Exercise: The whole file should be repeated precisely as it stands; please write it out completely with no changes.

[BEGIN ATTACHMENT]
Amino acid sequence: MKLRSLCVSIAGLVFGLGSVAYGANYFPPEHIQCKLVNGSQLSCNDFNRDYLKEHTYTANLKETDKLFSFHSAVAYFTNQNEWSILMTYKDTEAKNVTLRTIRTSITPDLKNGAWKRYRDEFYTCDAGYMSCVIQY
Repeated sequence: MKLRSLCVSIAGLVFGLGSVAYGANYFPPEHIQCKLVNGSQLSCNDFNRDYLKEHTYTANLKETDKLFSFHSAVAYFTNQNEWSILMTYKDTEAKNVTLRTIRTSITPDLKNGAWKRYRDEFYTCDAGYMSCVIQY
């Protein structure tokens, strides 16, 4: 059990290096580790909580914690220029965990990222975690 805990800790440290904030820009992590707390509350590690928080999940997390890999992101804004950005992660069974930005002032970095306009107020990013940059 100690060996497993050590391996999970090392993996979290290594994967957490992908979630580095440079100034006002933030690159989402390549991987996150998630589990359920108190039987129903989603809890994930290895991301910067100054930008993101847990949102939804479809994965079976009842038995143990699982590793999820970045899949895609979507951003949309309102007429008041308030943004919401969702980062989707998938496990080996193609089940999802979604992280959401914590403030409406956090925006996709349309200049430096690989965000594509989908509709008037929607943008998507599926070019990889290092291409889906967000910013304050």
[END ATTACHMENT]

Amino acid sequence: MKLRSLCVSIAGLVFGLGSVAYGANYFPPEHIQCKLVNGSQLSCNDFNRDYLKEHTYTANLKETDKLFSFHSAVAYFTNQNEWSILMTYKDTEAKNVTLRTIRTSITPDLKNGAWKRYRDEFYTCDAGYMSCVIQY
Repeated sequence: MKLRSLCVSIAGLVFGLGSVAYGANYFPPEHIQCKLVNGSQLSCNDFNRDYLKEHTYTANLKETDKLFSFHSAVAYFTNQNEWSILMTYKDTEAKNVTLRTIRTSITPDLKNGAWKRYRDEFYTCDAGYMSCVIQY
């Protein structure tokens, strides 16, 4: 059990290096580790909580914690220029965990990222975690 805990800790440290904030820009992590707390509350590690928080999940997390890999992101804004950005992660069974930005002032970095306009107020990013940059 100690060996497993050590391996999970090392993996979290290594994967957490992908979630580095440079100034006002933030690159989402390549991987996150998630589990359920108190039987129903989603809890994930290895991301910067100054930008993101847990949102939804479809994965079976009842038995143990699982590793999820970045899949895609979507951003949309309102007429008041308030943004919401969702980062989707998938496990080996193609089940999802979604992280959401914590403030409406956090925006996709349309200049430096690989965000594509989908509709008037929607943008998507599926070019990889290092291409889906967000910013304050």